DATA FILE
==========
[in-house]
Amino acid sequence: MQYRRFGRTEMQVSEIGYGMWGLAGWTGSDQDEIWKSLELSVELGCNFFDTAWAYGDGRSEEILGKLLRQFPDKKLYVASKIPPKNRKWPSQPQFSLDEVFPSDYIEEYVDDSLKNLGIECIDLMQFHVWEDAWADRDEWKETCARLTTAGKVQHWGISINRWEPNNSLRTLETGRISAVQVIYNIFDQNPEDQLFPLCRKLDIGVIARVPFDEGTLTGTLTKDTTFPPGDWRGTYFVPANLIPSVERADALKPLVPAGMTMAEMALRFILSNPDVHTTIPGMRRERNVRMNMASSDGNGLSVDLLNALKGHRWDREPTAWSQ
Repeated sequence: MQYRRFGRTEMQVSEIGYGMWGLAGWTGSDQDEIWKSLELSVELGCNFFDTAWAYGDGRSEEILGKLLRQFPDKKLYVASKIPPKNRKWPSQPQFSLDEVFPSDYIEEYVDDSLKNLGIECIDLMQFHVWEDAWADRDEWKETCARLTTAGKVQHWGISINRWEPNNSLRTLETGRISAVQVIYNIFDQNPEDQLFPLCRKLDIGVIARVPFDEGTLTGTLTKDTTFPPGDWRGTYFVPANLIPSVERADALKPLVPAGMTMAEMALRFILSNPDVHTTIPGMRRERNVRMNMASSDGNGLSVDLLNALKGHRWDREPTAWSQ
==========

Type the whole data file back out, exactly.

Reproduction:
[in-house]
Amino acid sequence: MQYRRFGRTEMQVSEIGYGMWGLAGWTGSDQDEIWKSLELSVELGCNFFDTAWAYGDGRSEEILGKLLRQFPDKKLYVASKIPPKNRKWPSQPQFSLDEVFPSDYIEEYVDDSLKNLGIECIDLMQFHVWEDAWADRDEWKETCARLTTAGKVQHWGISINRWEPNNSLRTLETGRISAVQVIYNIFDQNPEDQLFPLCRKLDIGVIARVPFDEGTLTGTLTKDTTFPPGDWRGTYFVPANLIPSVERADALKPLVPAGMTMAEMALRFILSNPDVHTTIPGMRRERNVRMNMASSDGNGLSVDLLNALKGHRWDREPTAWSQ
Repeated sequence: MQYRRFGRTEMQVSEIGYGMWGLAGWTGSDQDEIWKSLELSVELGCNFFDTAWAYGDGRSEEILGKLLRQFPDKKLYVASKIPPKNRKWPSQPQFSLDEVFPSDYIEEYVDDSLKNLGIECIDLMQFHVWEDAWADRDEWKETCARLTTAGKVQHWGISINRWEPNNSLRTLETGRISAVQVIYNIFDQNPEDQLFPLCRKLDIGVIARVPFDEGTLTGTLTKDTTFPPGDWRGTYFVPANLIPSVERADALKPLVPAGMTMAEMALRFILSNPDVHTTIPGMRRERNVRMNMASSDGNGLSVDLLNALKGHRWDREPTAWSQ